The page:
The positive association between mean maximum and minimum annual temperatures and the presence of the vector in the municipalities reflects the fact that most of municipalities are located in the western region of SP, which is characterized by the highest maximum and minimum temperatures in the state [40]. This result is consistent with other studies [14, 15, 26, 41]. Regarding rainfall, some studies have indicated that there is an increase in vector density during the rainy season [28, 4143], and other studies have shown an increase in density after the rainy season or after peak rainfall [4447]. This association could be explained by the hypothesis raised by Rutledge & Ellenwood [48] that moderate levels of rain during the rainy season increases the density of sandflies, but that excess rainfall (with flooding of soil and destruction of breeding sites) would decrease the density of sandflies. The lack of association between precipitation and vector presence in the present study could be attributed to the fact that the study did not consider the density of the vector, but rather its presence.

In relation to the positive associations between temperature and occurrence of canine VL cases, which was also detected by Sevá et al. [15], and human VL cases, which was also detected by Almeida et al. [26], these could be understood as a consequence of the association of the vector with this variable. The positive association between canine and human VL cases with rainfall and the negative association with rainy days could also be a reflection of factors related to vector density.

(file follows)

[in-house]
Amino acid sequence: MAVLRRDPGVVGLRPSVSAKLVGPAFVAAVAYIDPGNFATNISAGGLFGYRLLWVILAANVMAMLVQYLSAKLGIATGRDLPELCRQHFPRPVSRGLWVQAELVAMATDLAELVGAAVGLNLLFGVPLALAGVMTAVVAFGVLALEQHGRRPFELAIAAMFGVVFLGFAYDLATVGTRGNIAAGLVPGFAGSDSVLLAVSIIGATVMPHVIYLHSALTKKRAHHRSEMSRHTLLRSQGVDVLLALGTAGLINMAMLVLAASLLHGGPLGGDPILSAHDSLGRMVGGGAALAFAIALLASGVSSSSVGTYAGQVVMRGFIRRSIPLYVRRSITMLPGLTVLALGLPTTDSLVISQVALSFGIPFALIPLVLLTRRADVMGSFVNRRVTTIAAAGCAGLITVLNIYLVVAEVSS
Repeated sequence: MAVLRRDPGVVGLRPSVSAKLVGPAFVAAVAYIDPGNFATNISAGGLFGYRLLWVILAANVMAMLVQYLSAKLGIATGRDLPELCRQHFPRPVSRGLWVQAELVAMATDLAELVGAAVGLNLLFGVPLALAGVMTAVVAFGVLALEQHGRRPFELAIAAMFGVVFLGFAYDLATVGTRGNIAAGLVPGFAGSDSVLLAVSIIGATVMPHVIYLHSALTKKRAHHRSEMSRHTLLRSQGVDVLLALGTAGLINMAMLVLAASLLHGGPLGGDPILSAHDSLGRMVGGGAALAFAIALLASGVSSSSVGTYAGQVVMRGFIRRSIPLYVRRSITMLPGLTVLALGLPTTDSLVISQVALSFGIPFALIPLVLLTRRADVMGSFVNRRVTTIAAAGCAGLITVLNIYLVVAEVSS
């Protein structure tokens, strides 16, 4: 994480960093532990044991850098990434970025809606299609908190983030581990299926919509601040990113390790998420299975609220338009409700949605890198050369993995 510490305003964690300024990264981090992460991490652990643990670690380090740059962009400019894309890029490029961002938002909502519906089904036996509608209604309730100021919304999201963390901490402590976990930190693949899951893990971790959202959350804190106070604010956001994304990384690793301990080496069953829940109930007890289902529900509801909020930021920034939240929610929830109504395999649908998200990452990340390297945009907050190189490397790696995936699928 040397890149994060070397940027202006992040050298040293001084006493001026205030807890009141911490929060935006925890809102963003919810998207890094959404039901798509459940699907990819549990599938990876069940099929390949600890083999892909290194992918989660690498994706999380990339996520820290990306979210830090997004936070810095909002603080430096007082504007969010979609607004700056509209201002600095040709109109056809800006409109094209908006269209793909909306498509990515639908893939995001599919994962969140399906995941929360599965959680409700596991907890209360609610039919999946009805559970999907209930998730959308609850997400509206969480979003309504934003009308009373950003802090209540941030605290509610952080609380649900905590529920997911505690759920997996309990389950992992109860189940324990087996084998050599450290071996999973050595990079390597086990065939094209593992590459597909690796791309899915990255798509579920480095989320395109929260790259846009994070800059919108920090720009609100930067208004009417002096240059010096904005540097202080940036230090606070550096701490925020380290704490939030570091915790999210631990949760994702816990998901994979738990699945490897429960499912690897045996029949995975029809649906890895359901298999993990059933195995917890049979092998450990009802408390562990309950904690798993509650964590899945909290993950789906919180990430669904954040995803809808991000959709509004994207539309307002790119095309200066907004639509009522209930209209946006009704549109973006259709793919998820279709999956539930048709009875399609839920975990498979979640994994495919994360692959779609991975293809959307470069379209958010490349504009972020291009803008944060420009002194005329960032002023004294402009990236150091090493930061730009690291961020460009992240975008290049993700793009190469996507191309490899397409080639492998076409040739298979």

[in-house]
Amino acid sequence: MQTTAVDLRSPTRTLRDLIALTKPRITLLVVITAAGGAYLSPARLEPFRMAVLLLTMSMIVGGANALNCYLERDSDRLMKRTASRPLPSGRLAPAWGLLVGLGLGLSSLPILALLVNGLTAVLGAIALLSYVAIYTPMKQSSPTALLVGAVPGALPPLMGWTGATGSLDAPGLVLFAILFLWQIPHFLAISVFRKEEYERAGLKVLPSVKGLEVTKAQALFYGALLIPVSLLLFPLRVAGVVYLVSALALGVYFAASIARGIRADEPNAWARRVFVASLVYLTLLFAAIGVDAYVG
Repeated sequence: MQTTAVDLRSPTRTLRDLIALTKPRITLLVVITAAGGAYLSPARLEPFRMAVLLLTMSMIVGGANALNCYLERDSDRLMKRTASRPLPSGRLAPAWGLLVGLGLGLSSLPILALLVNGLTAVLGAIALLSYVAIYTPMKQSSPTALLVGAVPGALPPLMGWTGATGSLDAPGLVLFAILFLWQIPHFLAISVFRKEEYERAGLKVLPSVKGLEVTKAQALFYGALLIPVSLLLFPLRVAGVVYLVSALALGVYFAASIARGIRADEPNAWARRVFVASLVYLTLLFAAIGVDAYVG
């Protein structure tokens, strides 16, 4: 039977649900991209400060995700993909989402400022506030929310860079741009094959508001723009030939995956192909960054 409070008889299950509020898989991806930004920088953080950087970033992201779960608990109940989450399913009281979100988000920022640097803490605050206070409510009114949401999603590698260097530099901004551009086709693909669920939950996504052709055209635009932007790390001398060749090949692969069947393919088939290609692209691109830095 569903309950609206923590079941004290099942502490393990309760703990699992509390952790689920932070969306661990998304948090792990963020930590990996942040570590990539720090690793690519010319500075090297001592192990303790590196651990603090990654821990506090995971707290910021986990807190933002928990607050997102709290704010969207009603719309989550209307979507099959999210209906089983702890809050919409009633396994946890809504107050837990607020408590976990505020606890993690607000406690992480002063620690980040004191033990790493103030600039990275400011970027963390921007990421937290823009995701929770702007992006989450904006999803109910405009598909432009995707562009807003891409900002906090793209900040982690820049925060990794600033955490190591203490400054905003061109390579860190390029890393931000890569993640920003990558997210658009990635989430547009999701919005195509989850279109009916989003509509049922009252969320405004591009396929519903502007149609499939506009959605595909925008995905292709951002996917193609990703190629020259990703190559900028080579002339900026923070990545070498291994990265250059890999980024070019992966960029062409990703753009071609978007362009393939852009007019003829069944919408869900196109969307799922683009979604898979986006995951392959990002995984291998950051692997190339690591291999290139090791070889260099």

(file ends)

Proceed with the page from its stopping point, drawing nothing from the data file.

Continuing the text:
A question that could be raised is whether the association of Marechal Rondon highway with the dispersion of the vector and expansion of VL is SP would be a result dependent on environmental variables. First, this result was adjusted by climatic factors (maximum and minimum temperature and precipitation level). Also, the hottest and driest part of SP borders the states of Minas Gerais and Mato Grosso do Sul. Secondly, other highways crossing the western region of SP from these states, and not only Marechal Rondon, could be a vehicle for the entrance and dispersion of the vector and the disease in SP.

Association with other variables